Transparency – hot or not?
Is ‘transparency’ the hottest (and dirtiest) topic in advertising at the moment? We think it might be so we’re going to dedicate a few column inches to looking at some fact and opinion.
What do we mean by ‘transparency’ though? We feel that there are four big topics:
- Price transparency
- Media transparency
- Data transparency
- Optimisation transparency
This article will be the first in a series looking at price transparency (we’ll be tackling the other areas in coming months).
The IAB estimates that programmatic spend will reach 80% of overall marketing spend by 2018 yet, worryingly for the industry, a 2016 Econsultancy report highlighted that CMOs see pricing transparency as the biggest barrier to increasing programmatic ad spend.
Does this mean that spend could increase with greater price transparency? And if so, what does ‘greater price transparency’ mean?
As with all disruptive technologies when vast sums of money are involved tensions arise. Agencies and publishers have amicably squabbled over media rates for years, yet in recent times the squabbling has intensified with programmatic price transparency at its heart. Advertisers are also becoming increasingly more vocal, notably P&G & O2.
The issue of pricing transparency has its roots in the technology itself, namely its ability to automate a list of formerly intensive human activities, and the subsequent efficiencies.
In taking a significant and obvious human element out of the media, planning and buying process (phone calls, rate negotiation, creating media plans & reports, calculating optimisation) the widespread assumption is that planning and buying should be cheaper and more economical. A viewpoint that was not helped by the early positioning of programmatic as a cheap, performance buy.
CMOs, marketer and publishers are calling for agencies and vendors to provide greater clarity on the distribution of costs across the supply chain, including how the agency/vendor margins is used. Mark Pritchard, Chief Brand Officer at P&G recently spoke at length about improving the industry with reference to fees.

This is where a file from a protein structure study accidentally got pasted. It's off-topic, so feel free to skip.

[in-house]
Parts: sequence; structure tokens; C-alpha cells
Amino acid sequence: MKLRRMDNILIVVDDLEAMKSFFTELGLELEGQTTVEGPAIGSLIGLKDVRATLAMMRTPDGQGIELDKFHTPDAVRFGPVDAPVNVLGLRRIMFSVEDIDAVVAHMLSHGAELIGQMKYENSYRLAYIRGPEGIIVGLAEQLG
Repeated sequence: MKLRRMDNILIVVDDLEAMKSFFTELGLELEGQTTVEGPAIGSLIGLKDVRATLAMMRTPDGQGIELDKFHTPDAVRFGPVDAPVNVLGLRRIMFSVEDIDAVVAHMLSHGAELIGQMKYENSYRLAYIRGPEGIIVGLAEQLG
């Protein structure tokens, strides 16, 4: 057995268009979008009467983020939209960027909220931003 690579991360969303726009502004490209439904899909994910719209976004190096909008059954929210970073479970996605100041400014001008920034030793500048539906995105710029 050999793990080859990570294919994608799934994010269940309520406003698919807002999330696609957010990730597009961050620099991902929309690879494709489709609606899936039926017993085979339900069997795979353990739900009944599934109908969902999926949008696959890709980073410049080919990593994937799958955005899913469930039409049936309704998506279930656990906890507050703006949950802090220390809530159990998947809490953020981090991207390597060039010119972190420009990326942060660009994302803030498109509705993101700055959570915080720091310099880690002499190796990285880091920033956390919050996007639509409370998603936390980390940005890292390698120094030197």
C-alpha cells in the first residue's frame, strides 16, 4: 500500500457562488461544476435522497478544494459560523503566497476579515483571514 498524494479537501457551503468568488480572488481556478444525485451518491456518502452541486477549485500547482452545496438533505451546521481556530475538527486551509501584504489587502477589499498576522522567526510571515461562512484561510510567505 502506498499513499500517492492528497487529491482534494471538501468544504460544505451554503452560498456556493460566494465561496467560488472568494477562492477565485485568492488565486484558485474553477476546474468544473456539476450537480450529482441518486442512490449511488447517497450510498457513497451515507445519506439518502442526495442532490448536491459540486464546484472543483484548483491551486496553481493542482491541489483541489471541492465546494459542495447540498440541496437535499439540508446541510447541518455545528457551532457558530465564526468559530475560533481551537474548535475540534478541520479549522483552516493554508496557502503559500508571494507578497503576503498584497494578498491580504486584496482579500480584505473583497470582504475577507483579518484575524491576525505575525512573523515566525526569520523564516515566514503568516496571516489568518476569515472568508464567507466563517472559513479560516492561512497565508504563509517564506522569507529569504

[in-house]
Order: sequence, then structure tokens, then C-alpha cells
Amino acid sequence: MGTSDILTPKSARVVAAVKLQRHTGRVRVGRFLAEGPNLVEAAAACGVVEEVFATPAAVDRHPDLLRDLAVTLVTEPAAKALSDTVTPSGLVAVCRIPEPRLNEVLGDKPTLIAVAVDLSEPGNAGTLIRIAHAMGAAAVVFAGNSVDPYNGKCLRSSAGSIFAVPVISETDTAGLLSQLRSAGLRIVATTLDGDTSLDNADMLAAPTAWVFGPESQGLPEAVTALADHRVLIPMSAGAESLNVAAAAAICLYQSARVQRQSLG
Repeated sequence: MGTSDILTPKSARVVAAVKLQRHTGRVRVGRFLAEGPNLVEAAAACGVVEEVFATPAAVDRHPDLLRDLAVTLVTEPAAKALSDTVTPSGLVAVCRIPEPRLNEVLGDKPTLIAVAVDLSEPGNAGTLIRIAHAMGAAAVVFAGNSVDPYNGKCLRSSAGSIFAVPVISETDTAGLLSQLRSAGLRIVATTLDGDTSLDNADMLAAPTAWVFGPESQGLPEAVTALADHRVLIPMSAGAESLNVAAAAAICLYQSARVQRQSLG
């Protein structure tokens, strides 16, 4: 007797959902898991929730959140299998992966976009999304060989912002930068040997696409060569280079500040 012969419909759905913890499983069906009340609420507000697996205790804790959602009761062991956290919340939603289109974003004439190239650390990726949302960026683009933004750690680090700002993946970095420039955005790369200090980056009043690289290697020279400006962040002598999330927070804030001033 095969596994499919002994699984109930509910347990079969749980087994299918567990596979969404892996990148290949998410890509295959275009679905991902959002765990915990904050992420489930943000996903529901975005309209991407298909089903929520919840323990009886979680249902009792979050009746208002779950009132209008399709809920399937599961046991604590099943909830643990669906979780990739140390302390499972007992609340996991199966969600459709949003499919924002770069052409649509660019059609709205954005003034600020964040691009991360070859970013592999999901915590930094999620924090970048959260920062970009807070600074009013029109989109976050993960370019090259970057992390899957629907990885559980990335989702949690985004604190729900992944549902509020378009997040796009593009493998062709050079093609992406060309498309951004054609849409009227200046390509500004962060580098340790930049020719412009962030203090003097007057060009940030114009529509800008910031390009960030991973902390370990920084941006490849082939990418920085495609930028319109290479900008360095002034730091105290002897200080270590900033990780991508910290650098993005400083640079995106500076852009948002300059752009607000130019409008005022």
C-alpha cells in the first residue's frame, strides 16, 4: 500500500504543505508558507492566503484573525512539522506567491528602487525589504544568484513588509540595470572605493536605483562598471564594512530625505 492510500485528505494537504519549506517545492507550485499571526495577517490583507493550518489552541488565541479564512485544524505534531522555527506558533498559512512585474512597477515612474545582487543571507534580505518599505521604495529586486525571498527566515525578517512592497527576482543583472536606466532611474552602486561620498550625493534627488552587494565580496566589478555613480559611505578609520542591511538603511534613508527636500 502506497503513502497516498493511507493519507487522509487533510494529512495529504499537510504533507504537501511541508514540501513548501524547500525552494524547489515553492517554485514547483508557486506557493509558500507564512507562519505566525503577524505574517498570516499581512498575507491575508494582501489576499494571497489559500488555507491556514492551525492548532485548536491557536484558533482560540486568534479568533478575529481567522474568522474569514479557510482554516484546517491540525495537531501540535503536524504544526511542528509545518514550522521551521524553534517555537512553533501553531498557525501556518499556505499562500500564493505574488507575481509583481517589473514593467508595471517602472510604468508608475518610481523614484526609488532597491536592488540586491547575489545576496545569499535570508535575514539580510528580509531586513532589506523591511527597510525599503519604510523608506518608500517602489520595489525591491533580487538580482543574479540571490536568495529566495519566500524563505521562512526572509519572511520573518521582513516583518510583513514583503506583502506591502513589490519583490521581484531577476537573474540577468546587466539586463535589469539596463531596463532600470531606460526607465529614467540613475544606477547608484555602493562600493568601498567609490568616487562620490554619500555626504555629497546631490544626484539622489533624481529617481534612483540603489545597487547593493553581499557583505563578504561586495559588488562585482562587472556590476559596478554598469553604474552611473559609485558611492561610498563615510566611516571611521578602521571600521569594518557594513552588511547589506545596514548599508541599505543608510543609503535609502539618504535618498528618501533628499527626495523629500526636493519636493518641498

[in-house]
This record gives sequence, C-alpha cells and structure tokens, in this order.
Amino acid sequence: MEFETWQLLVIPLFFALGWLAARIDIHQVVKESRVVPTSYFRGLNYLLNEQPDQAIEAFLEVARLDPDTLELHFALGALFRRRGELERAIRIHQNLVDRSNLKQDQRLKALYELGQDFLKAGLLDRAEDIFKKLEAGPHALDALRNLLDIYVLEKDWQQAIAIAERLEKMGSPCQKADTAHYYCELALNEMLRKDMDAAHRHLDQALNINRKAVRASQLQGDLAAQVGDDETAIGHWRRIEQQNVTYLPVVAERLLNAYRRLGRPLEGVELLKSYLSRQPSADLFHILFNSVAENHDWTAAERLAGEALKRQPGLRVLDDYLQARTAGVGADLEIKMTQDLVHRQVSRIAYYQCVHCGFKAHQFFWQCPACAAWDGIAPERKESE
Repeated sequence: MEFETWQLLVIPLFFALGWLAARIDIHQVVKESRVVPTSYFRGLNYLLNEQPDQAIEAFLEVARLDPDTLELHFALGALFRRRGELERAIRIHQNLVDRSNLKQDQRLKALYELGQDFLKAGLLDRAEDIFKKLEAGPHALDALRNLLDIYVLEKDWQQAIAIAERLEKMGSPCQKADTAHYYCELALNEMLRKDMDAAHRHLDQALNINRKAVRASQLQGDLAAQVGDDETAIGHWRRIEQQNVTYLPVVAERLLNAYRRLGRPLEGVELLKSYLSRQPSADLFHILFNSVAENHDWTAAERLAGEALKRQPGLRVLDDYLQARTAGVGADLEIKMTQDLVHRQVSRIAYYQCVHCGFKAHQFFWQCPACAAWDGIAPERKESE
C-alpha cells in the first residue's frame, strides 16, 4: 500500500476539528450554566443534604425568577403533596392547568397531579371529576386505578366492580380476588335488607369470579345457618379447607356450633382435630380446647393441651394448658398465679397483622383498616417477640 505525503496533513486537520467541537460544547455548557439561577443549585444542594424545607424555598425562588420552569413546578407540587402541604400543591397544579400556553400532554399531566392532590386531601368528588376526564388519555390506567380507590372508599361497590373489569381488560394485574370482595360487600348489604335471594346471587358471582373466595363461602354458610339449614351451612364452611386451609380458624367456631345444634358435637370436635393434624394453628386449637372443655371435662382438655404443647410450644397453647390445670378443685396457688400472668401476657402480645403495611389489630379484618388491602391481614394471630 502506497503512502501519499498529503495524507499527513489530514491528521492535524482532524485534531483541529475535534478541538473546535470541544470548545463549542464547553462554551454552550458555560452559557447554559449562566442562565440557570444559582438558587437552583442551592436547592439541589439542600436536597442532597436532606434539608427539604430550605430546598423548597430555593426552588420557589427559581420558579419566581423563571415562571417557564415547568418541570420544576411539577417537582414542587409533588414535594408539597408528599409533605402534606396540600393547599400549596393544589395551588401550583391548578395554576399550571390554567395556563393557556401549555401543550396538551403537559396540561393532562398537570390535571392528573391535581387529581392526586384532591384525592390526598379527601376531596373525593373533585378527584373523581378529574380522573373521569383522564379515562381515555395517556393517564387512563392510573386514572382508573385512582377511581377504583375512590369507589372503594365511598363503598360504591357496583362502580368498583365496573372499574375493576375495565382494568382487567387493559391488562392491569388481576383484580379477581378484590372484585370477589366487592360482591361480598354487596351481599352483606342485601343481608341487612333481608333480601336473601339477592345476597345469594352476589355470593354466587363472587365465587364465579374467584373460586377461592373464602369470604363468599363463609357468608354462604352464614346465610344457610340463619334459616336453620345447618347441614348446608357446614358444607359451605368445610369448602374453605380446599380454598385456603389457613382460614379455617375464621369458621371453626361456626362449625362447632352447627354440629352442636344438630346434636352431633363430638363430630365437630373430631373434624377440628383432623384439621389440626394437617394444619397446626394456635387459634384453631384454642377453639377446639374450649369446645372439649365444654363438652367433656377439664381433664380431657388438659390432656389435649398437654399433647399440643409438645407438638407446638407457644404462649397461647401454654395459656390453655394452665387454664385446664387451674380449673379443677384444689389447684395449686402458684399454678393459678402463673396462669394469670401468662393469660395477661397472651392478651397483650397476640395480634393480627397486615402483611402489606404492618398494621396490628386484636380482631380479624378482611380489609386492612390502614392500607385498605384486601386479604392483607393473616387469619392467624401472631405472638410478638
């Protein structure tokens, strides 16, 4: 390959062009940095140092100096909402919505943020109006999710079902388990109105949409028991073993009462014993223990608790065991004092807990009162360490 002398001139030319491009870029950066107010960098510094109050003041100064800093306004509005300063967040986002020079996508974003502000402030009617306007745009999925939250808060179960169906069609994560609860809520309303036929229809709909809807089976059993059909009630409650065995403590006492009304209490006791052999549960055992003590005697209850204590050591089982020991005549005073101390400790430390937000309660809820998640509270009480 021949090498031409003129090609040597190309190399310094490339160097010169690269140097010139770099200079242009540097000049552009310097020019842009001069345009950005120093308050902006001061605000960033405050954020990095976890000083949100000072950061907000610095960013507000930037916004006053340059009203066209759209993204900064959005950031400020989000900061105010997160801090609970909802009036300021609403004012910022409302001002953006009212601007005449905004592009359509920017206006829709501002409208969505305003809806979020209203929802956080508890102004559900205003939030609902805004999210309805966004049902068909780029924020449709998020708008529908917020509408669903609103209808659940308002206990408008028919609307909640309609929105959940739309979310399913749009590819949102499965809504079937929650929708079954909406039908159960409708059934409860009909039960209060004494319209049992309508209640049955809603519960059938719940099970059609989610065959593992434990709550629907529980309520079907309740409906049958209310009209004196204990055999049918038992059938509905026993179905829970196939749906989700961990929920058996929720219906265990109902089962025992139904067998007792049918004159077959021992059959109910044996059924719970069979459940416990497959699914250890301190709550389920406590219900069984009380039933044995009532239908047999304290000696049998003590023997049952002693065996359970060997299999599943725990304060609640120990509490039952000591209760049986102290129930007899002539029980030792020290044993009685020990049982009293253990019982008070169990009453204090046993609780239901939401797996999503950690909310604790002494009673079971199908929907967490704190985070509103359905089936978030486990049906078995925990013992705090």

Last years ANA report did nothing to support the belief that something murky is going on with pricing, exposing a number of direct and non-direct interrelated issues with the US ad market, most notably for programmatic that “an agency (or its holding company or associated company) purchases media on its own behalf and later resells it to a client after a markup.”
As expected (and justifiably) there has been a lot of bad press for the industry. Larger brands like P&G are confronting the news head on (a positive for the industry), others are taking activity in-house as part of their attempts to establish greater control, while many brands are switchings agencies to find ‘greater transparency’.
Perceptions, misconception and costs
Programmatic advertising offers customers a raft of benefits easing the process of media planning, buying, targeting, reporting and optimisation significantly, all of which are valuable and expensive.
However, programmatic has often been positioned, in its early days at least, as a cheap, automated performance buy, a tagline that has lingered causing advertisers to believe that they should be purchasing cheap ads (as opposed to more efficient campaigns).
There are significant costs associated with a programmatic purchases that vendors, agencies and advertisers need to be familiar with and, importantly, more comfortable talking about.
To start with there is significant investment in skilled staff (of which the programmatic pool is small) and R&D. It adds up! An old-ish yet still relevant Adage interview highlights the scenario really well: five agency employees could spend and deliver a $100 million national broadcast budget, where as five well trained programmatic employees could deliver a $5 million budget.
The technology supply chain is vast and can be costly. The image below from Marin Software details it quite well. The tech stacks can include data & targeting, DMPs, DSPs, ad serving, exchanges & networks, ad verification, ad blocking and managed services.
‘Greater pricing transparency’
Without doubt agencies and vendors have used the complexity and rapid growth of programmatic to their advantage creating some of the pricing issues, that said, there are genuine and significant costs. It’s time for us all to bring some clarity.
‘Greater pricing transparency’ should be a clear articulation of the cost centres associated with programmatic: staffing, R&D and the tech stack.
By providing detail on the scale and skills of teams, the (broad) areas of R&D and stripping out the supply chain advertisers would get a better picture of how revenues are re-invested. This kind of transparency gives enough visibility under the bonnet, while keeping enough information back for vendors and agencies to maintain their competitive edge.